Andy West

Andy West is a sports, culture and politics writer originally from the UK and now living in Barcelona. Follow him on Twitter at @andywest01.

JUNE 17 — When it comes to international sporting rivalries, nothing really comes close to matching India against Pakistan at cricket.

If you don’t believe me, consider this: they are respectively the second and sixth largest countries in the world by population (1.2 billion in India; 200 million in Pakistan).

Furthermore, the two huge countries have an exceptionally tense relationship, with a religious divide (Hindu India, Muslim Pakistan) and a long-running dispute over the sovereignty of Kashmir creating an extremely antagonistic situation which periodically threatens to escalate into full-blown war.

Then take into account the fact that cricket isn’t just a national sport in the two countries: it is an obsession, with top players idolised to the extent that they are often thrust into the world of politics when their careers end: iconic Indian batsman Sachin Tendulkar was nominated to parliament in 2012, and ex-Pakistan captain Imran Khan founded the country’s second-biggest political party.

Those factors conspire to make any cricket showdown between the adversaries a must-watch affair, with a worldwide television of a billion (yes, that’s a BILLION) reported for their meeting in the 2011 World Cup semi-final.

This weekend, the latest instalment of their rivalry will be staged at The Oval ground in London, where the two nations will go head to head in the ICC Trophy Final, the first time they have met in a tournament final for nearly ten years.

And considering the large expat population of Pakistanis and Indians in the UK, there will certainly be no shortage of atmosphere as a corner of London is briefly turned into a blend of Mumbai and Karachi.

It’s no surprise that India are there. They are the reigning title holders and have consistently been one of the strongest teams in the world for years, boasting arguably the game’s best batsman (captain Virat Kohli) and best two slow bowlers (Ravindra Jadeja and Ravichandran Ashwin).

Although they had an unexpected wobble in the group phase against Sri Lanka, the Indian team have otherwise progressed serenely through this tournament and their semi-final demolition of underdogs Bangladesh on Thursday was a clear reminder of how good they are.

Pakistan, however, as very much surprise finalists after exceeding all expectations to proceed through the group stage and then shock hosts England in Wednesday’s semi-final.

I generally don’t like national stereotypes but, having played with a number of them for my club side, I can attest there is something uniquely mercurial about Pakistani cricketers, who can fluctuate between excruciatingly frustrating and staggeringly brilliant in the blink of an eye.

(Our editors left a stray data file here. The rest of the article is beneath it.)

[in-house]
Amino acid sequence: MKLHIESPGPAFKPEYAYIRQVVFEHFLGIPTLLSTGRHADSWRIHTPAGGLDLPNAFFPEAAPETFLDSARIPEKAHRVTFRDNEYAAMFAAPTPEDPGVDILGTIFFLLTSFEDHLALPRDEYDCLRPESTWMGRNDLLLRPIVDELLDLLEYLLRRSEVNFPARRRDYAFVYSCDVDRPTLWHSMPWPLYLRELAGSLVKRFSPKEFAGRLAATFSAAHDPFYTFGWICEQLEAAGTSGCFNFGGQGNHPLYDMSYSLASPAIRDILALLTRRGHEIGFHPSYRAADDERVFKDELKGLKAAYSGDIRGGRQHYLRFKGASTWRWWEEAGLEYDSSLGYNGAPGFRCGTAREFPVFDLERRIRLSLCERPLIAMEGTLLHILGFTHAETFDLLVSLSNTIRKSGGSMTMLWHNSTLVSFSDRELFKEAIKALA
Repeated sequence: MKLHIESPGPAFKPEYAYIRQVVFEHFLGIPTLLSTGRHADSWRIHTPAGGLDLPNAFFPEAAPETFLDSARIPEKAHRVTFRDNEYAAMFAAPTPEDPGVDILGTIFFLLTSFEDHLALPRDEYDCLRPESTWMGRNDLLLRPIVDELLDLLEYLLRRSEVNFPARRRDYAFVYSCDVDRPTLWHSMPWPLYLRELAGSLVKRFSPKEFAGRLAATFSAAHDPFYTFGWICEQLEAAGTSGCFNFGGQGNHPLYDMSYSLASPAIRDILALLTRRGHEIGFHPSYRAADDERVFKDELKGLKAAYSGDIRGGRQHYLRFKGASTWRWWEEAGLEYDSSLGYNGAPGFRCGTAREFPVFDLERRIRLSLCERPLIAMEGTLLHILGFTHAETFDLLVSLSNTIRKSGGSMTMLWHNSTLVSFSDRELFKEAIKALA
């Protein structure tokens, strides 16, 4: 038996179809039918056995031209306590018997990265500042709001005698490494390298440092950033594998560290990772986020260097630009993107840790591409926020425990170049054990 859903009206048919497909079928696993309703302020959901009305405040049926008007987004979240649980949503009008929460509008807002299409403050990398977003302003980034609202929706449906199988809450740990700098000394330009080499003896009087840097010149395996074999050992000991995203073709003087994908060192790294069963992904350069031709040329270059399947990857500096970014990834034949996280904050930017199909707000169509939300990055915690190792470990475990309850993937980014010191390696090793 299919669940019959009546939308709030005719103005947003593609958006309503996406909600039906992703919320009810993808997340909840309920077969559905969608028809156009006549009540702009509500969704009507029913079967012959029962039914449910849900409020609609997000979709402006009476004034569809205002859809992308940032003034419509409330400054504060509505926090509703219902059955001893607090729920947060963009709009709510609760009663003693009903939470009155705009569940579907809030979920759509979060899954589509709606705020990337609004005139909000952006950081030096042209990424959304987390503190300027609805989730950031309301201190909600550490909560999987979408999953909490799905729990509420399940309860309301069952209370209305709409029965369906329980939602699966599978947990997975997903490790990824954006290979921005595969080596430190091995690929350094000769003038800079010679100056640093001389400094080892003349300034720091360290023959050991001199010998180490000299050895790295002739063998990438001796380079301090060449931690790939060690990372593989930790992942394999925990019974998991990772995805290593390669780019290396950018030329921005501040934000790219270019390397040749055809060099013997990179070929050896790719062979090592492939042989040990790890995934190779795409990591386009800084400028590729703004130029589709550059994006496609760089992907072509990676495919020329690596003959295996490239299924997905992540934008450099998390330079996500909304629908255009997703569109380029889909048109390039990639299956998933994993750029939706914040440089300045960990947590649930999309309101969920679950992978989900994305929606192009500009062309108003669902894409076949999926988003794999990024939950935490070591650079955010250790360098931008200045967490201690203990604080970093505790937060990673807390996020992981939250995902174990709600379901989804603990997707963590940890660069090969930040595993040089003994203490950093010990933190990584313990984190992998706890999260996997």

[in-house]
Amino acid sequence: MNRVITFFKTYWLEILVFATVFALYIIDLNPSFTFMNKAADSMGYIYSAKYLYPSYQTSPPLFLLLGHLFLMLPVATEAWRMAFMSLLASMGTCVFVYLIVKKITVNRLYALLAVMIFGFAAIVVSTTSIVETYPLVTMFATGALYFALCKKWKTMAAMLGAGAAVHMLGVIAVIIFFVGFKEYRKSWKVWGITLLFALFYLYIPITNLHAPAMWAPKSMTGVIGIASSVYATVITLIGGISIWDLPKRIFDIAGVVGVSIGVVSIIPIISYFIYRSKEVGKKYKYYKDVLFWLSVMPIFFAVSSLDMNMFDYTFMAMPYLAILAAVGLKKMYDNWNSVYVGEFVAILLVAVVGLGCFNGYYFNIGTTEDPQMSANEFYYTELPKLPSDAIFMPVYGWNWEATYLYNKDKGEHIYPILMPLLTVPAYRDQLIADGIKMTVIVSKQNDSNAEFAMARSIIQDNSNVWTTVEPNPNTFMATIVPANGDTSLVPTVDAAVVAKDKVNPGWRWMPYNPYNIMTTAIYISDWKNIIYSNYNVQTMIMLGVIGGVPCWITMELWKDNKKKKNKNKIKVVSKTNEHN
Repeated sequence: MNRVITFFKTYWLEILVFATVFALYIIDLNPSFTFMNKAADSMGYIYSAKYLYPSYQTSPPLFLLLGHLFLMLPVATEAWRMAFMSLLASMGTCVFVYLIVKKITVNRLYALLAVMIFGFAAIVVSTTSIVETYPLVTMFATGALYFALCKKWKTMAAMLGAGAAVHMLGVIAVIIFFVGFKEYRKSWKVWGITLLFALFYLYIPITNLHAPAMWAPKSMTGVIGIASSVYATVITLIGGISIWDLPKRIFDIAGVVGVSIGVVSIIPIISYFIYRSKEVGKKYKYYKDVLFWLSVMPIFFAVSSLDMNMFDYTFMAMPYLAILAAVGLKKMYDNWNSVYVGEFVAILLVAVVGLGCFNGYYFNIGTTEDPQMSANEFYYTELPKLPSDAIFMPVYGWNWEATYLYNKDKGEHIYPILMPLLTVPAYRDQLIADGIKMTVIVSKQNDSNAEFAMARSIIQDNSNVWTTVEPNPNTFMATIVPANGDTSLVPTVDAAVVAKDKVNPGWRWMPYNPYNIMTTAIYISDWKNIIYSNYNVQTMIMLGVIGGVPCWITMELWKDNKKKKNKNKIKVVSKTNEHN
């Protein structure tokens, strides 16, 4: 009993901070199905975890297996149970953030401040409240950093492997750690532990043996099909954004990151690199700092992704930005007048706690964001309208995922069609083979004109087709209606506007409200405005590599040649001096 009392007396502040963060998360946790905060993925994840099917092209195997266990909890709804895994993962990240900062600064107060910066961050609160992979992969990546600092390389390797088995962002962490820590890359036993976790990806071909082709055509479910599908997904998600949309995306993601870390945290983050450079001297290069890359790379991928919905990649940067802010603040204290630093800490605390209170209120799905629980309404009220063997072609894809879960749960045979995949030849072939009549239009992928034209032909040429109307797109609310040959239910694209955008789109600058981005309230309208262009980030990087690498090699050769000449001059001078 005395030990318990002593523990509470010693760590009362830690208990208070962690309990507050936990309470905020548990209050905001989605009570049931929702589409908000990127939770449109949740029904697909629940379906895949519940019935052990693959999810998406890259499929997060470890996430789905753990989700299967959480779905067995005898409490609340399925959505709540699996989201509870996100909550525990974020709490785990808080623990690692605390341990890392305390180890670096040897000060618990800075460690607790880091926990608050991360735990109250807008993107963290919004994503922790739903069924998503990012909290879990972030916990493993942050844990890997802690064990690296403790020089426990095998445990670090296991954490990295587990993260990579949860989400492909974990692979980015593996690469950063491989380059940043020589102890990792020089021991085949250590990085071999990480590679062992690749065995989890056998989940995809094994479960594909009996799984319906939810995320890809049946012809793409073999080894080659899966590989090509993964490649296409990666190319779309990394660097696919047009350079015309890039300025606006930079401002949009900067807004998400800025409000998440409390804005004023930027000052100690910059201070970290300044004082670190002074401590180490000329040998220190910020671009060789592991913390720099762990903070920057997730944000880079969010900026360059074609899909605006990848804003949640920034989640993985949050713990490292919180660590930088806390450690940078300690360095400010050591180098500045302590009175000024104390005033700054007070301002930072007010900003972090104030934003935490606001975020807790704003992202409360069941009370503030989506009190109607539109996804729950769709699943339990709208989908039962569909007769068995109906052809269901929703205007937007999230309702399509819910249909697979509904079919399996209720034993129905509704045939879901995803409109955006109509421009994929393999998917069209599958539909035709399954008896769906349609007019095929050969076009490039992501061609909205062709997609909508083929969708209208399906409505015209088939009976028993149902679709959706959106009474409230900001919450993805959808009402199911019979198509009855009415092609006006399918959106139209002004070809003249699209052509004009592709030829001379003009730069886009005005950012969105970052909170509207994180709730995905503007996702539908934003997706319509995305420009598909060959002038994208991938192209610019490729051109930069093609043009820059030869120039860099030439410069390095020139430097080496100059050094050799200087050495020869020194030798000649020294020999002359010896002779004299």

At times, many Pakistani players can look disinterested and unengaged, and they consequently often lose very heavily. But when they are ‘on’, they play with an intensity and confidence that can prove to be unbeatable.

This tournament started badly for Pakistan with a heavy group stage defeat against none other than India. At that point, with games against dangerous South Africa and Sri Lanka to come, their prospects looked extremely bleak.

But showing once again the famed Pakistani unpredictability, they roared back to win both of those contests, including a nervy but eventually well-executed run chase against Sri Lanka in a game which decided who would progress to the last four.

Nevertheless, Pakistan were still heavy underdogs as they faced England in the semi-finals, with the hosts widely assumed to be far superior in all aspects. But those predictions were totally overturned by a brilliant Pakistan performance led by the revelation of the tournament, 23 year-old bowler Hasan Ali.

Coming into the attack at a crucial phase of the game midway through the England innings, Ali was glorious: he was enthusiastic and energetic, but also focussed and thoughtful, bowling with great intensity but also great intelligence.

In taking three crucial wickets for the third consecutive game, Ali succeeded in completely derailing the home team’s efforts and he was the major factor in restricting them to a score of just 211 — around 100 less than they would have expected — before the Pakistani batsmen comfortably finished off what their bowlers had started to reach the target with ease.

Despite that superb display, Pakistan are still finding themselves highly unfancied as they head into Sunday’s final, with most bookmakers rating their chances of success somewhere around 30per cent.

The logical outcome would indeed by an Indian victory. They possess a brilliant batting line-up with skipper Kohli joined by red-hot Rohit Sharma and Shikhar Darwan, the two highest run scorers in the competition.

When Pakistan are around, though, the expected rarely happens and if any bowling attack can slow down India’s batsmen, it is theirs — especially with their most consistent bowler, Mohammad Amir, likely to return to the team after injury.

The game will probably come down to who comes out on top between India’s batsmen and Pakistan’s bowlers, and the battle of Ali and Amir against Dhawan, Sharma and Kohli will be compelling — especially in the knowledge that a billion people are watching. If you want to be part of the biggest sporting event of 2017, try to join them.

* This is the personal opinion of the columnist.

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